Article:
Hardeep Pandhal
Confident, 2021
India ink, gouache on paper
50.5 x 69.5 cm
£ 4,500


These drawings are inspired by the Anglo-Indian ghost stories of the Irish born author Bithia Mary Croker. Her work is considered to belong to a sub-genre of horror fiction written by underappreciated white women in the colonies, who were otherwise known as memsahibs in India during the British Raj. The works of these writers are thematically linked by appearing to be critical of the colonial mindset. For example, the stories involve white men being cursed and haunted by the natural environment, by colonial subjects who have died as a result of racist policies and by the ghosts of previous generations of white settlers. Arguably, these stories subvert the idea of the dark, evil other and adopt a more sympathetic stance towards the subjects of colonialism. These memsahibs therefore attempt to position themselves as having a shared subjectivity with the colonial subjects, or the native men at least. Their works provide a stark contrast to the works of canonised writers such as Rudyard Kipling, who wrote for, and in the tradition of, the male adventurous hero overcoming darkness. From a broader, tonal perspective, I was thinking about the idea of a South Asian or Punjabi Gothic, or even a Weird Punjabi Gothic, since the classic literary tropes of familial or inherited trauma in western Gothic texts also permeate actual South Asian family settings. It already exists in my opinion, there’s just no catch-all name to describe it as a genre or sub-genre yet. For me, Weird Punjabi Gothic would revolve around the miasmic forces of ‘unsettlement’ caused by acculturation. You could say my nascent Weird Punjabi Gothic cosmos comprises illiterate mothers, repressed fathers, decapitated bodies, haunting colonial subjects such as Sepoys and sentient, stomping Dr Martens boots. I was also thinking about the controversial play Behzti (Shame) by Gurpreet Kaur Bhatti, which takes place in a fictional UK Gurdwara where holy and ‘unholy’ things ensue. In my most recent statement I announce my work ‘exhibits syncretic strains of post-brown weirdness’. I suppose what I am striving for is a real reclamation of the sources of horror that permeate the classic works of supernatural, weird horror and dark fantasy, since it is often simply Orientalist.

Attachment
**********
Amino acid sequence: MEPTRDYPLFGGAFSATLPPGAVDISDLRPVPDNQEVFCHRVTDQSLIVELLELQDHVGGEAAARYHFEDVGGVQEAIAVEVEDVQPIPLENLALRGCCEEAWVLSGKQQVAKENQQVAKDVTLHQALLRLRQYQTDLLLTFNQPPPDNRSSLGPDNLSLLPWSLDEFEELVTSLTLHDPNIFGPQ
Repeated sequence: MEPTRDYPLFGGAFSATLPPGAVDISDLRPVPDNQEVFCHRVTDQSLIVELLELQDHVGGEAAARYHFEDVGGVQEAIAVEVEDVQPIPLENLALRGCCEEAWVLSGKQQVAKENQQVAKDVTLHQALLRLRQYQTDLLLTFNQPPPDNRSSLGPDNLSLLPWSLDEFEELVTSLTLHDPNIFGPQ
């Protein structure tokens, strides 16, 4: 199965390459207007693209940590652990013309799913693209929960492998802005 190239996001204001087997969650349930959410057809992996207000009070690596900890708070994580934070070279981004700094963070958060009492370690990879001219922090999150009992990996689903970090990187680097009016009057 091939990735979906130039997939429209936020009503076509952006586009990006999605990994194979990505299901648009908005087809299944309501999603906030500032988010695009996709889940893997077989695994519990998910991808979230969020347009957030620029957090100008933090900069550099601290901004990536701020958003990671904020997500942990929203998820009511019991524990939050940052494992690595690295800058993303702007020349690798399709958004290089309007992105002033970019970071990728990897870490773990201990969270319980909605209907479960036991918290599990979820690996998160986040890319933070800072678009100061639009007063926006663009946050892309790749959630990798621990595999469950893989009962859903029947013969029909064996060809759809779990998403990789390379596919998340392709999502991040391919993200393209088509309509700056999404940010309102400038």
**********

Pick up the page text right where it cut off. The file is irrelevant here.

Hardeep Pandhal (b.1985, Birmingham. Lives and works in Glasgow) creates satirical moving image works, drawings, wall drawings, embroideries, installation and sculpture. (Across media, his audacious aesthetic combines text and image in explosions of lurid colours and undulating lines). Drawing upon sci-fi cartoons his animations are parallel worlds with extravagant characters loosely drawn from colonial histories are overlaid with Pandhal’s rap music. His nonchalant tone delivers unsettling political commentary on contemporary race and gender injustices. Plywood cut-outs, and hand-stitched embroideries created in collaboration with his mother are a similar burst of garish new-wave psychedelia: fun, and reflective on generational acculturation and displacement. Hardeep Pandhal received his BA from Leeds Beckett University, Leeds in 2007 and an MFA from Glasgow School of Art, Glasgow in 2013. His work has been shown in numerous solo and group exhibitions, including, most recently: Tramway, Glasgow (2020); New Art Exchange, Nottingham (2019); Whitechapel Art Gallery, London (2019); South London Gallery, London (2018); New Museum, New York (2018); Nottingham Contemporary, Nottingham (2018); Eastside Projects, Birmingham (2017); Modern Art Oxford, Oxford (2016). Pandal’s work forms part of the Arts Council Collection, UK; British Council Collection, UK; and the Gallery of Modern Art Collection, Glasgow. He was shortlisted for the Film Jarman Award (2018) and selected for Bloomberg New Contemporaries (2013).